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There is a question asking which of the following are systems of linear equations in variables $x_1, x_2, x_3, x_4$, and $x_5$.

And there is a choice, a system containing $$\left\{ \begin{array}{}x_1+x_3+x_5 =8\\ x_2+x_4+x_6 =9\\ x_3+x_5+x_7=4\end{array}\right.$$

Is this choice satisfying the system of linear equations in variables $x_1, x_2, x_3, x_4$, and $x_5$? I found $x_6$ and $x_7$, which are not listed in the question. However, my math teacher once said that $x_1$ or $x_2$ are just symbols representing the variable, which could also be $y$. Therefore, I am not sure whether $x_6, x_7$ are the same. Thank you very much.

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closed as unclear what you're asking by José Carlos Santos, Raffaele, Xander Henderson, Jack D'Aurizio, user223391 Oct 9 '17 at 5:27

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  • $\begingroup$ It's an underdetermined system, without more information, you would find it near impossible to solve. $\endgroup$ – Kevin Oct 5 '17 at 8:11
  • $\begingroup$ Yes. But my professor said it can be linear equation as though it may not be solved. $\endgroup$ – Danny Oct 5 '17 at 18:53
  • $\begingroup$ @Kevin: Not sure why you think it would be so difficult. Where did you get stuck? I solved it immediately using Gaußian elimination and introduction of appropriate parameters.. $\endgroup$ – Mårten W Oct 6 '17 at 12:10
  • $\begingroup$ @MårtenW I didn't get stuck, to me it is a system of seven variables. $\endgroup$ – Kevin Oct 6 '17 at 14:52
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YES!

If you consider $x_6$ and $x_7$ as parameters and not as unknowns, then the system in your question is a perfectly fine system of linear equations in $x_1,\ldots,x_5$.


Gaußian elimination shows that $$ \left\{ \begin{aligned} x_1+x_3+x_5 &= 8 \\ x_2+x_4+x_6 &= 9 \\ x_3+x_5+x_7 &= 4 \end{aligned} \right. \Leftrightarrow \left\{ \begin{aligned} x_1 &= 4 + x_7 \\ x_2 &= t_2 \\ x_3 &= t_3 \\ x_4 &= 9 - x_ 6 - t_2 \\ x_5 &= 4 - x_7 - t_3 \end{aligned} \right., $$ which gives a parametrisation of the solution space in terms of the parameters $t_2,t_3,x_6,x_7\in\mathbb{R}$.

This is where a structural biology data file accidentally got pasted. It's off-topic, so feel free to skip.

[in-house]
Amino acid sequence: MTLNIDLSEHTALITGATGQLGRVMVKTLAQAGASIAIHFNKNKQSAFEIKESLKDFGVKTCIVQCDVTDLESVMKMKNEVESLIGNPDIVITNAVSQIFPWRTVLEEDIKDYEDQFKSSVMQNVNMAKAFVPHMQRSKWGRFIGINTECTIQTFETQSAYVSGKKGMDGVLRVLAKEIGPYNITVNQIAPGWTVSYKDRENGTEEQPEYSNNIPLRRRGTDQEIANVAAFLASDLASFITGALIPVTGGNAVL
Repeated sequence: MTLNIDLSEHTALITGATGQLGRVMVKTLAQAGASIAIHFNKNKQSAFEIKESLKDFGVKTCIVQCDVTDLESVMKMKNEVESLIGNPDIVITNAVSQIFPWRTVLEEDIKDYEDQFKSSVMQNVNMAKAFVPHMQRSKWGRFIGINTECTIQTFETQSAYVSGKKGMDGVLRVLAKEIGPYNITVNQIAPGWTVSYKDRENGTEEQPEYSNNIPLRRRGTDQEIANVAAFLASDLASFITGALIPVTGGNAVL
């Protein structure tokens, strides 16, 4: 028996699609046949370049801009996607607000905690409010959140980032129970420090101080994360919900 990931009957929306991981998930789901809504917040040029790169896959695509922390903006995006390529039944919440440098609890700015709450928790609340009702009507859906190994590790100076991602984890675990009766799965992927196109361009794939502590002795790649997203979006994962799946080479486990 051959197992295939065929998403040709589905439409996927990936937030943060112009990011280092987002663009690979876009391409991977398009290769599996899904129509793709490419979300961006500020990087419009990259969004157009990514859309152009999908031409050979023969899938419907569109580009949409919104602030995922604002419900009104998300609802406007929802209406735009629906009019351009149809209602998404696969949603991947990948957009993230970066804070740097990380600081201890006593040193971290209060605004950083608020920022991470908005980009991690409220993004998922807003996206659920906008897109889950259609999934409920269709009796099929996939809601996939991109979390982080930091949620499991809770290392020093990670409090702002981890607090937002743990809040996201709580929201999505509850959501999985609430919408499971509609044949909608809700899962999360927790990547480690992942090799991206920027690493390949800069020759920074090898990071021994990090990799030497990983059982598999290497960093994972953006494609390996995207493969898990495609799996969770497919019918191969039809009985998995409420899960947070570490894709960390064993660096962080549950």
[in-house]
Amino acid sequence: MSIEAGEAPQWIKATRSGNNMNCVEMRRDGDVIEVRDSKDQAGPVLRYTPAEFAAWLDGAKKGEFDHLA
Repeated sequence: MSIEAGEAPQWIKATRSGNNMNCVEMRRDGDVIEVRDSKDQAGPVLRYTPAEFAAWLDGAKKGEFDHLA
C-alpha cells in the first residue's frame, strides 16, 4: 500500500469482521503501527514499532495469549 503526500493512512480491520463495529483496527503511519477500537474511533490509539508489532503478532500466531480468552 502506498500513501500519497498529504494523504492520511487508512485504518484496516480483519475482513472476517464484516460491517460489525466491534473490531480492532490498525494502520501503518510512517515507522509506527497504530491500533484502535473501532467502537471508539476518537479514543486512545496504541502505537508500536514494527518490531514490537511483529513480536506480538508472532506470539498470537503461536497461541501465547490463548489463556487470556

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  • $\begingroup$ Ok, then please add your working to this answer. I'd be keen to see it. $\endgroup$ – Kevin Oct 6 '17 at 13:12
  • $\begingroup$ @Kevin: Thanks for the downvote. I have added an explicit parametrisation of the solution space. $\endgroup$ – Mårten W Oct 7 '17 at 7:49
  • $\begingroup$ I did not downvote, these rep points are irrelevant to me. I actually was keen to see your working, fwiw, I will +1. $\endgroup$ – Kevin Oct 9 '17 at 6:39
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Hint: No matter how you choose to label the variables, this system of equations has 7 distinct variables, not 5.

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  • $\begingroup$ Thank you very much! Got that^_^ $\endgroup$ – Danny Oct 5 '17 at 18:53
  • $\begingroup$ @gandalf61: How do you know that $x_6$ and $x_7$ are not meant to be parameters? $\endgroup$ – Mårten W Oct 6 '17 at 12:11
  • $\begingroup$ I am applying common sense. Using $x_1$ to $x_5$ to denote variables and $x_6$ and $x_7$ to denote parameters would be bizzare, arbitrary and confusing. If you consider $x_6$ and $x_7$ to be paraneters then how do you know that $x_5$ is not also a parameter - in which case there are actually only 4 variables here ? $\endgroup$ – gandalf61 Oct 6 '17 at 13:45
  • $\begingroup$ @gandalf61: My point is precisely that the question is ill-posed and up to interpretation. $\endgroup$ – Mårten W Oct 7 '17 at 13:48

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